You've probably read (and possibly had email-forwarded to you hundreds of times) Umberto Eco's witty 'Holy War' essay, in which he compares DOS to Protestantism and the Mac OS to Catholicism. Now here's another computer/Christianity comparison--this one tracing the gradual shift from centralized, monolithic computer systems to smaller, independent computers that give individual users the power to act on their own:
In the beginning—or actually 300 years after the beginning—was the universal church. Then came Martin Luther, King James and the Protestant Reformation. These were the mainline, mainstream mainframes of the ecclesiastical world. Next came the Congregationalists, the Anabaptists and freedom of religion in the New World. The resulting denominations and their conferences became the mini universal churches like the DEC, IBM and Hewlett Packard mini computers. In the recent past were developed the Community churches and Store Front churches which are likened to the Personal Computers. And now we have Emergent which I will compare to a laptop with a WiFi card installed.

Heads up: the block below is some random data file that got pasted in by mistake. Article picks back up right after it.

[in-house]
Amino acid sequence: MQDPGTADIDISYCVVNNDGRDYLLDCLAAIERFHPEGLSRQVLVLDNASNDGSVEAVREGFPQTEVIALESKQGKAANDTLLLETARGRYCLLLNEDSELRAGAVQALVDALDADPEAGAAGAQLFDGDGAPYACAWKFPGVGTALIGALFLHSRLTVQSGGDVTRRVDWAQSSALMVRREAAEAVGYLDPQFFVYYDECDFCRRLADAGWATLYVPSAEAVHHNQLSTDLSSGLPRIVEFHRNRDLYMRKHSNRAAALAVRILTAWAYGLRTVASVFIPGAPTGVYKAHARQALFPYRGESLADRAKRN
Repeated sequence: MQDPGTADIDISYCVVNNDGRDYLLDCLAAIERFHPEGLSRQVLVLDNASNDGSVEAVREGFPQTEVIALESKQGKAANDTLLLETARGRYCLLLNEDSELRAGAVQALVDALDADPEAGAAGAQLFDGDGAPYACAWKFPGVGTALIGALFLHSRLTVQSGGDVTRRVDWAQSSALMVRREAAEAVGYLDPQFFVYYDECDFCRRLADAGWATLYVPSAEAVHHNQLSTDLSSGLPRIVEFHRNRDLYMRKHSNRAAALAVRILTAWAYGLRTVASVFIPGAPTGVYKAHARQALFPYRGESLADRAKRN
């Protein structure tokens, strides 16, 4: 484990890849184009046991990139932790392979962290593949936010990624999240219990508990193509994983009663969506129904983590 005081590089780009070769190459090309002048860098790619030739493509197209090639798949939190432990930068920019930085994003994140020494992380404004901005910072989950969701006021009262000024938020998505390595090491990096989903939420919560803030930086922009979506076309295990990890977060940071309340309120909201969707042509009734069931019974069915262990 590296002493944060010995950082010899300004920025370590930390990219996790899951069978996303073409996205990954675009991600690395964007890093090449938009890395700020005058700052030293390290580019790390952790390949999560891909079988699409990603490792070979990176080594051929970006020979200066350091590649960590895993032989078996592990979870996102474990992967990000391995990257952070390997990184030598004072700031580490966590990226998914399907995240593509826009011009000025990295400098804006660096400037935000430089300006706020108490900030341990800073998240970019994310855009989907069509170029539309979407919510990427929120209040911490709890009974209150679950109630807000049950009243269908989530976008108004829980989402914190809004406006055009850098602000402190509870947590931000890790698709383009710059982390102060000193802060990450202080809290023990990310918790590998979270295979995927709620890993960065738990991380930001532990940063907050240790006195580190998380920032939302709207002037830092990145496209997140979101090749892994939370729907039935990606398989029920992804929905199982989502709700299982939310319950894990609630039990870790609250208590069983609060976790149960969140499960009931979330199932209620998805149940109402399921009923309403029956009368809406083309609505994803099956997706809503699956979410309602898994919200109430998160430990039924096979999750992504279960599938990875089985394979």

The author closes with a call for increased "decentralization" of power within the church:
...the best laid plans of High Priests, conferences and committees often fail to work in the real world where the laity live.... People are smart. They can read, learn and understand. They know how to do what they need to do. And they know what it is that needs doing. Conferences, committees and especially High Priests have little idea what's going on in the communities where needs are met. Distribution of power to the people who pay for the resources and do the work is the most effective structure.
An interesting analogy. If you like the church/computer analogy angle, you may find this older essay about the church's operating system worth reading too.